Today in History – March 27, 1963 – Converted T-28 crashes during test flight killing pilot

27 March 1963 – George W. Hoskins was the chief test pilot for North American Aviation on a test flight of a North American T-28A-NI Trojan, 52-1242, c/n 189-57, which had been converted to the first prototype RA-28, a proposed turboprop combat version for use in SE Asia which was later redesignated North American YAT-28E.

The aircraft was on a routine test flight south of Columbus, Ohio. During a high-speed dive, the tail began to flutter and separated from the aircraft. This aircraft used the Air Force version airframe as opposed to the Navy version which was beefed up for the tailhook found on Navy aircraft. The aircraft crashed on its 14th test flight. Hoskins was unable to bail out due to a jammed canopy. The aircraft was not equipped with an ejection seat.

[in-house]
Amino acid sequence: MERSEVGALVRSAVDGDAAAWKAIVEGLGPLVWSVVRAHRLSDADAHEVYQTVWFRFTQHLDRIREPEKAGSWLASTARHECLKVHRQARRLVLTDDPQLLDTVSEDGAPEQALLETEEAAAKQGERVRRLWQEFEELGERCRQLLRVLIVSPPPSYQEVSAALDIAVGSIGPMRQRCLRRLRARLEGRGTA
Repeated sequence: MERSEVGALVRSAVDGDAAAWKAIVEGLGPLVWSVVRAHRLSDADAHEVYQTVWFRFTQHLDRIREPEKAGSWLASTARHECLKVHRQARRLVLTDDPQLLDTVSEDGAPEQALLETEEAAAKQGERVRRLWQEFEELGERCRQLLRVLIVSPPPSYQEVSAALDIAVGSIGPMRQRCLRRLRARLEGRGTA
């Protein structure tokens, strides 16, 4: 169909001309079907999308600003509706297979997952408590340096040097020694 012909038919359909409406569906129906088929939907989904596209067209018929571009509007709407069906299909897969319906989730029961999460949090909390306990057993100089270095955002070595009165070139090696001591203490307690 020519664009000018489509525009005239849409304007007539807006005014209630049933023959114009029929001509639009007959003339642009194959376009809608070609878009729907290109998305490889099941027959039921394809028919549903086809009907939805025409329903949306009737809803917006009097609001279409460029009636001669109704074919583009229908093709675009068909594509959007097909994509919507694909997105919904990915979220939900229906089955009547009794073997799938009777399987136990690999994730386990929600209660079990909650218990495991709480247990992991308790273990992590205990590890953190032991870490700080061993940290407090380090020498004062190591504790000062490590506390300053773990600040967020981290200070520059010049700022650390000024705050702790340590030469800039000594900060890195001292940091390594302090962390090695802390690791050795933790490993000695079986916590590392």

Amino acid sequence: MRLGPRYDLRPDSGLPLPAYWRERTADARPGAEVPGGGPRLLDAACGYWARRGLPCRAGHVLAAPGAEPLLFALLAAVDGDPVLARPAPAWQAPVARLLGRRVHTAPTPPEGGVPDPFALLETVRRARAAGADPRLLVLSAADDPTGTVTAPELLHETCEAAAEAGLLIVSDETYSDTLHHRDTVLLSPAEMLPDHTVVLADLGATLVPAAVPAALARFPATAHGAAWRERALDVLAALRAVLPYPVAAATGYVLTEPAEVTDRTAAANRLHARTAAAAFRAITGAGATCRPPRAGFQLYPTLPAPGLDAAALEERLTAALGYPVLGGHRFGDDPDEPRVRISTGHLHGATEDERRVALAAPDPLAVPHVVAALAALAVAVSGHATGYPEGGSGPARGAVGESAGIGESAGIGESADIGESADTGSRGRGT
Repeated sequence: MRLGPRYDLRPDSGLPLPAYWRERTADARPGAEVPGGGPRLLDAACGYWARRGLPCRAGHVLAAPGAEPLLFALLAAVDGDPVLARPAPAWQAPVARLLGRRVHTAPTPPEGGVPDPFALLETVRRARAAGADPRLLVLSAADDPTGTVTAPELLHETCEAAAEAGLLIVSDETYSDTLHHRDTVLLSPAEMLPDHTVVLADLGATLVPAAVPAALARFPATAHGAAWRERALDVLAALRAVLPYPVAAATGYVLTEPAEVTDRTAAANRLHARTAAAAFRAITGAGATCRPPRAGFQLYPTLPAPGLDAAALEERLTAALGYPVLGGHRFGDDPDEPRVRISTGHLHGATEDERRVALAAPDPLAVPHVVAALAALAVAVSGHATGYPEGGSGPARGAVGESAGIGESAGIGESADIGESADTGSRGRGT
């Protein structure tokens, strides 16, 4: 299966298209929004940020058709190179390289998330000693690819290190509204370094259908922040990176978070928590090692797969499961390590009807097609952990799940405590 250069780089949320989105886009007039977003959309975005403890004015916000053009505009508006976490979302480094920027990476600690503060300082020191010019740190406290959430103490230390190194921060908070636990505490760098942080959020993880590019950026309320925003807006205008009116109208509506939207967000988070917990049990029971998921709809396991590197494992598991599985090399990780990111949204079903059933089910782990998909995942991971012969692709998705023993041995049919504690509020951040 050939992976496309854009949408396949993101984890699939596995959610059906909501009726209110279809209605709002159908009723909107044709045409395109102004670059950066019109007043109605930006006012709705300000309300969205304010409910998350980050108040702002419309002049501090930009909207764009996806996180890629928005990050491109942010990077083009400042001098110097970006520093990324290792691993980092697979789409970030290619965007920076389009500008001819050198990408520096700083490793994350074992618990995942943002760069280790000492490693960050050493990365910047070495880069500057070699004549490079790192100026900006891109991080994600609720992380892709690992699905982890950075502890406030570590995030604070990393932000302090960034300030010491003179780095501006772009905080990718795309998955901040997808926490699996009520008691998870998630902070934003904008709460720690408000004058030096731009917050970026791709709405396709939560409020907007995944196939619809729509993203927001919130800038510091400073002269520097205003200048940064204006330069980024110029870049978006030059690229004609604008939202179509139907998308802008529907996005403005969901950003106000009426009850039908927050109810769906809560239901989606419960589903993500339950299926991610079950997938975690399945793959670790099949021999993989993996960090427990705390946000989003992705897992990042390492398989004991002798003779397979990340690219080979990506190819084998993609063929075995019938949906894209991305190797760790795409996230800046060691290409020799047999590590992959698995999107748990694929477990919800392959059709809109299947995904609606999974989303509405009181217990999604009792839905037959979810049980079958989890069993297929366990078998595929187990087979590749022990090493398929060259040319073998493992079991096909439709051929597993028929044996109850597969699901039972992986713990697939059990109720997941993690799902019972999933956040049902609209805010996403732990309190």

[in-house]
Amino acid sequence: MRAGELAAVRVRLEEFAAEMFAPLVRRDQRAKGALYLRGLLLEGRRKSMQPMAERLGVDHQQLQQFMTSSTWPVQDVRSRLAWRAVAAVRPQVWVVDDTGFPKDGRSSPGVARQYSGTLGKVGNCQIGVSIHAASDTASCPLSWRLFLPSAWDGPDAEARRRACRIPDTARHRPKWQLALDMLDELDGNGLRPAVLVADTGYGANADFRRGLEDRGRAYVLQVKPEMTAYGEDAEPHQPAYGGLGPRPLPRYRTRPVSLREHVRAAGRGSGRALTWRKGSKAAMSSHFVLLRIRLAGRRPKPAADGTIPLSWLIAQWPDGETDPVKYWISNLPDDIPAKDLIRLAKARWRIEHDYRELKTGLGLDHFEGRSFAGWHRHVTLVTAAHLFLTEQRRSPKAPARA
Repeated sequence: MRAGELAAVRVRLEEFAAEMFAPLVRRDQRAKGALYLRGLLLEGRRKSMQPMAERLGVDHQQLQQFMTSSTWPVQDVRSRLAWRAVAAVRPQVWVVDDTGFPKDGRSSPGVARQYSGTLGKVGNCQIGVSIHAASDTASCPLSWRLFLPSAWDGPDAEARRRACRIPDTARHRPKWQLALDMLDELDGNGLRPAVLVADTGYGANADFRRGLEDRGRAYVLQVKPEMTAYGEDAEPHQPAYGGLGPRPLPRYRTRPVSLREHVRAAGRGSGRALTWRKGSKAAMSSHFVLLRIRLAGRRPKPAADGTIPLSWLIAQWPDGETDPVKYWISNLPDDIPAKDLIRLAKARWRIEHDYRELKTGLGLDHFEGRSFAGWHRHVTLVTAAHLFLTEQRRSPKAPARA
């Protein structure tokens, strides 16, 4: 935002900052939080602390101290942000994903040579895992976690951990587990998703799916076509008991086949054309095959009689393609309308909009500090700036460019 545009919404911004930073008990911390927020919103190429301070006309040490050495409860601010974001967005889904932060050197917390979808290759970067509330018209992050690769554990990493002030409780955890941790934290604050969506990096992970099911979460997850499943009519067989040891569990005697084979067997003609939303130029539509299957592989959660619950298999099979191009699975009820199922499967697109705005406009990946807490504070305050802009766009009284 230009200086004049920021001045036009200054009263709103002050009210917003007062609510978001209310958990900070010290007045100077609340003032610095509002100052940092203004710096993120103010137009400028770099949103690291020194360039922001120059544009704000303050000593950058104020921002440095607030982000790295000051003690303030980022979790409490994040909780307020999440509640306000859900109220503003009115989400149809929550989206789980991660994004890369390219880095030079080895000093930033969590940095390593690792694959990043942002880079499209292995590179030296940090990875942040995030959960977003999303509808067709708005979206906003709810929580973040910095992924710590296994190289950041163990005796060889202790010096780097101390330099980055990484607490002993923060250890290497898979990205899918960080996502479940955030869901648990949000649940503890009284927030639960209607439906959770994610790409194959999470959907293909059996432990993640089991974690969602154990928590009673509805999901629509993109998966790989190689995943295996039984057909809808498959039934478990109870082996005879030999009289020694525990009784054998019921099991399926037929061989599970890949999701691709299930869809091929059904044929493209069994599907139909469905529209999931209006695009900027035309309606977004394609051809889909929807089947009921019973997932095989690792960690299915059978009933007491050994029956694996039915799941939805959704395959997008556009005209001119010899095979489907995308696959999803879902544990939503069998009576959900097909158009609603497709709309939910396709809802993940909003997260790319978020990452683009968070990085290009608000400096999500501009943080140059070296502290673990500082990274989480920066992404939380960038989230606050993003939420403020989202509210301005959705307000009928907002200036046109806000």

A witness said they heard two explosions and seconds later the plane went into a spin and crashed to the ground.

Lieutenant George Hoskins pictured in the cockpit of a Grumman F-9F Panther during his service as a member of the ‘Blue Angels’ flight demonstration team.

In 1950 Ltjg. George Hoskins was a member of the Blue Angels.

Source: and Newspaper article from the March 28, 1963, Columbus Evening Dispatch

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